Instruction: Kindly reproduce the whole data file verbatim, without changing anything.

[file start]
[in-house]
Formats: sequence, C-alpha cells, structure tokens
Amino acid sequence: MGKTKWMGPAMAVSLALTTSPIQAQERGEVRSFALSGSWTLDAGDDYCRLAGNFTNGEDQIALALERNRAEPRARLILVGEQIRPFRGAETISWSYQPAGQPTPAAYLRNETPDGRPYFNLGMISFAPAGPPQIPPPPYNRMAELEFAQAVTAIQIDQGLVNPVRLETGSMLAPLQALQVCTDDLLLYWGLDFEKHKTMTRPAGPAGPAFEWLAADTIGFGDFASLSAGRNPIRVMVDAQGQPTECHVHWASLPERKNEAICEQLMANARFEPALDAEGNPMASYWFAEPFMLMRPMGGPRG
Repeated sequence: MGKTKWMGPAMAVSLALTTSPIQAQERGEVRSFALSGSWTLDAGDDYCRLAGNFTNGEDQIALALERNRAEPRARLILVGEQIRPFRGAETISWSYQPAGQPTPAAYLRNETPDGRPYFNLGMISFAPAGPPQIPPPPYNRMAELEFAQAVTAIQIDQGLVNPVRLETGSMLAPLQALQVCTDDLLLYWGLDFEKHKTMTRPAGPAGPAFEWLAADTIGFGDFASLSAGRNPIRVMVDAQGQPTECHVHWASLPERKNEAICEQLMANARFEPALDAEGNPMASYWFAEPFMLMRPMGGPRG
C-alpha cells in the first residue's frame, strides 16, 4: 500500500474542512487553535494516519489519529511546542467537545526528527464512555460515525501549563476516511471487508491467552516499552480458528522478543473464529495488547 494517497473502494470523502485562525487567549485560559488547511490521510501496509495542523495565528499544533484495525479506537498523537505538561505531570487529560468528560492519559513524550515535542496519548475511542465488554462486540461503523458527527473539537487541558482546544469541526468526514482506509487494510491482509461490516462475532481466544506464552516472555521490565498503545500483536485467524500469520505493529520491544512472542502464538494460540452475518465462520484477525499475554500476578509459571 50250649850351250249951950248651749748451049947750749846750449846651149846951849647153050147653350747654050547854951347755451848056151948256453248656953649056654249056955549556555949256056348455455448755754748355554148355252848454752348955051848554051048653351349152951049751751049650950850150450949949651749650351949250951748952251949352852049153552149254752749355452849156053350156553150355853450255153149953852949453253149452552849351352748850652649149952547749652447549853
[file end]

[in-house]
Formats: sequence, C-alpha cells, structure tokens
Amino acid sequence: MGKTKWMGPAMAVSLALTTSPIQAQERGEVRSFALSGSWTLDAGDDYCRLAGNFTNGEDQIALALERNRAEPRARLILVGEQIRPFRGAETISWSYQPAGQPTPAAYLRNETPDGRPYFNLGMISFAPAGPPQIPPPPYNRMAELEFAQAVTAIQIDQGLVNPVRLETGSMLAPLQALQVCTDDLLLYWGLDFEKHKTMTRPAGPAGPAFEWLAADTIGFGDFASLSAGRNPIRVMVDAQGQPTECHVHWASLPERKNEAICEQLMANARFEPALDAEGNPMASYWFAEPFMLMRPMGGPRG
Repeated sequence: MGKTKWMGPAMAVSLALTTSPIQAQERGEVRSFALSGSWTLDAGDDYCRLAGNFTNGEDQIALALERNRAEPRARLILVGEQIRPFRGAETISWSYQPAGQPTPAAYLRNETPDGRPYFNLGMISFAPAGPPQIPPPPYNRMAELEFAQAVTAIQIDQGLVNPVRLETGSMLAPLQALQVCTDDLLLYWGLDFEKHKTMTRPAGPAGPAFEWLAADTIGFGDFASLSAGRNPIRVMVDAQGQPTECHVHWASLPERKNEAICEQLMANARFEPALDAEGNPMASYWFAEPFMLMRPMGGPRG
C-alpha cells in the first residue's frame, strides 16, 4: 500500500474542512487553535494516519489519529511546542467537545526528527464512555460515525501549563476516511471487508491467552516499552480458528522478543473464529495488547 494517497473502494470523502485562525487567549485560559488547511490521510501496509495542523495565528499544533484495525479506537498523537505538561505531570487529560468528560492519559513524550515535542496519548475511542465488554462486540461503523458527527473539537487541558482546544469541526468526514482506509487494510491482509461490516462475532481466544506464552516472555521490565498503545500483536485467524500469520505493529520491544512472542502464538494460540452475518465462520484477525499475554500476578509459571 50250649850351250249951950248651749748451049947750749846750449846651149846951849647153050147653350747654050547854951347755451848056151948256453248656953649056654249056955549556555949256056348455455448755754748355554148355252848454752348955051848554051048653351349152951049751751049650950850150450949949651749650351949250951748952251949352852049153552149254752749355452849156053350156553150355853450255153149953852949453253149452552849351352748850652649149952547749652447549853